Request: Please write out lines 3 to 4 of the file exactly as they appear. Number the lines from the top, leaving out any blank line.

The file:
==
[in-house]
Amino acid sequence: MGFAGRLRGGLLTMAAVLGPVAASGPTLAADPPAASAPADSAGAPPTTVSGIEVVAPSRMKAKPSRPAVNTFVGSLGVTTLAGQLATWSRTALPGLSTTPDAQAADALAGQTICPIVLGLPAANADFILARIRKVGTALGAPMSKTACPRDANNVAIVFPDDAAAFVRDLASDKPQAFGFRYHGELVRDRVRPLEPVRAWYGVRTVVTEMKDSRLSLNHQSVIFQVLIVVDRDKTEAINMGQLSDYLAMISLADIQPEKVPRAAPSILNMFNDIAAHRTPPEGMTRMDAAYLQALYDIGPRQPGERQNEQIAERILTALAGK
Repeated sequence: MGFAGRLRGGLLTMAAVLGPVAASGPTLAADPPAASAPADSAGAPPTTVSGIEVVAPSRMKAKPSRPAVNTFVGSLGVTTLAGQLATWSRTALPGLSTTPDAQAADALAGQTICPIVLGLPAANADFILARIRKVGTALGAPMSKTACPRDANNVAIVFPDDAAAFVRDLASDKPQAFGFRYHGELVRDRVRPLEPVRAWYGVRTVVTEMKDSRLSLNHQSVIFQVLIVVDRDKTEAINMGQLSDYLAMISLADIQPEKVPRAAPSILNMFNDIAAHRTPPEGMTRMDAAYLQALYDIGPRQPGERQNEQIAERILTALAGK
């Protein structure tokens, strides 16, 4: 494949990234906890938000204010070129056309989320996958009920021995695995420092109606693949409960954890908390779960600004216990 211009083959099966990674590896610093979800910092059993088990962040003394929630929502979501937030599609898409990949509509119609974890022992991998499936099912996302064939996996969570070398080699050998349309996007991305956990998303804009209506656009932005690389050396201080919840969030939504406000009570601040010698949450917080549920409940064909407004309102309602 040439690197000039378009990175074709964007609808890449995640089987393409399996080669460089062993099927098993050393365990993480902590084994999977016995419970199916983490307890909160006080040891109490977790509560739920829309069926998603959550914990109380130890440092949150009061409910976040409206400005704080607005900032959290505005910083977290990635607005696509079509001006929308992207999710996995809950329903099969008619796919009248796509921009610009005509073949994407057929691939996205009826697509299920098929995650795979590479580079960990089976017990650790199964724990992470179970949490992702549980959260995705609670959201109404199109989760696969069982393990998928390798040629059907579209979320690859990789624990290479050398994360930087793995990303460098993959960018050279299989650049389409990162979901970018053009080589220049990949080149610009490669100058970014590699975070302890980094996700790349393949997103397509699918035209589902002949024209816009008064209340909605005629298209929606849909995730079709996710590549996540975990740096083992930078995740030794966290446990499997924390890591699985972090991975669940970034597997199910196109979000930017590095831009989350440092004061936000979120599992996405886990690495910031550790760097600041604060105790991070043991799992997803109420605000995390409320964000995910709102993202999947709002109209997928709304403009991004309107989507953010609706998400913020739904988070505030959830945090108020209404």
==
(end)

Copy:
Repeated sequence: MGFAGRLRGGLLTMAAVLGPVAASGPTLAADPPAASAPADSAGAPPTTVSGIEVVAPSRMKAKPSRPAVNTFVGSLGVTTLAGQLATWSRTALPGLSTTPDAQAADALAGQTICPIVLGLPAANADFILARIRKVGTALGAPMSKTACPRDANNVAIVFPDDAAAFVRDLASDKPQAFGFRYHGELVRDRVRPLEPVRAWYGVRTVVTEMKDSRLSLNHQSVIFQVLIVVDRDKTEAINMGQLSDYLAMISLADIQPEKVPRAAPSILNMFNDIAAHRTPPEGMTRMDAAYLQALYDIGPRQPGERQNEQIAERILTALAGK
């Protein structure tokens, strides 16, 4: 494949990234906890938000204010070129056309989320996958009920021995695995420092109606693949409960954890908390779960600004216990 211009083959099966990674590896610093979800910092059993088990962040003394929630929502979501937030599609898409990949509509119609974890022992991998499936099912996302064939996996969570070398080699050998349309996007991305956990998303804009209506656009932005690389050396201080919840969030939504406000009570601040010698949450917080549920409940064909407004309102309602 040439690197000039378009990175074709964007609808890449995640089987393409399996080669460089062993099927098993050393365990993480902590084994999977016995419970199916983490307890909160006080040891109490977790509560739920829309069926998603959550914990109380130890440092949150009061409910976040409206400005704080607005900032959290505005910083977290990635607005696509079509001006929308992207999710996995809950329903099969008619796919009248796509921009610009005509073949994407057929691939996205009826697509299920098929995650795979590479580079960990089976017990650790199964724990992470179970949490992702549980959260995705609670959201109404199109989760696969069982393990998928390798040629059907579209979320690859990789624990290479050398994360930087793995990303460098993959960018050279299989650049389409990162979901970018053009080589220049990949080149610009490669100058970014590699975070302890980094996700790349393949997103397509699918035209589902002949024209816009008064209340909605005629298209929606849909995730079709996710590549996540975990740096083992930078995740030794966290446990499997924390890591699985972090991975669940970034597997199910196109979000930017590095831009989350440092004061936000979120599992996405886990690495910031550790760097600041604060105790991070043991799992997803109420605000995390409320964000995910709102993202999947709002109209997928709304403009991004309107989507953010609706998400913020739904988070505030959830945090108020209404």